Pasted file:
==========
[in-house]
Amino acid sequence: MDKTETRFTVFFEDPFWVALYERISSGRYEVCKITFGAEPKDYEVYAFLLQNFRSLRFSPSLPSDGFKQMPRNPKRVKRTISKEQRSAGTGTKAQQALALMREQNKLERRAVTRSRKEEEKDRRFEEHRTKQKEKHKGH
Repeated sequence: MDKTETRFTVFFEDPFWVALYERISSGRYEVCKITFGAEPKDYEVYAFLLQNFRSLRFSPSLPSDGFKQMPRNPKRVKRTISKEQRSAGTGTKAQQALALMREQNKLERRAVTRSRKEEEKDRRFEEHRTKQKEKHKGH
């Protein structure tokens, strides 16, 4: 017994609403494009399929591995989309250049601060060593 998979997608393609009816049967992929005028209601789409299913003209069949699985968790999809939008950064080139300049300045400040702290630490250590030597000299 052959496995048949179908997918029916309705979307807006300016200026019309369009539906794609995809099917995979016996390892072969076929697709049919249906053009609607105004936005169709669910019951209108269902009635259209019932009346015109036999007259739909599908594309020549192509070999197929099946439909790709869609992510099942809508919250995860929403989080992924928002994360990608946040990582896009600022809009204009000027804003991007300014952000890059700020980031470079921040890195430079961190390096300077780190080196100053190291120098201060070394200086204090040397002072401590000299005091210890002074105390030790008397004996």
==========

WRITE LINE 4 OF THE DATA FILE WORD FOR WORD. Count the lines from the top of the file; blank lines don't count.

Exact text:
């Protein structure tokens, strides 16, 4: 017994609403494009399929591995989309250049601060060593 998979997608393609009816049967992929005028209601789409299913003209069949699985968790999809939008950064080139300049300045400040702290630490250590030597000299 052959496995048949179908997918029916309705979307807006300016200026019309369009539906794609995809099917995979016996390892072969076929697709049919249906053009609607105004936005169709669910019951209108269902009635259209019932009346015109036999007259739909599908594309020549192509070999197929099946439909790709869609992510099942809508919250995860929403989080992924928002994360990608946040990582896009600022809009204009000027804003991007300014952000890059700020980031470079921040890195430079961190390096300077780190080196100053190291120098201060070394200086204090040397002072401590000299005091210890002074105390030790008397004996």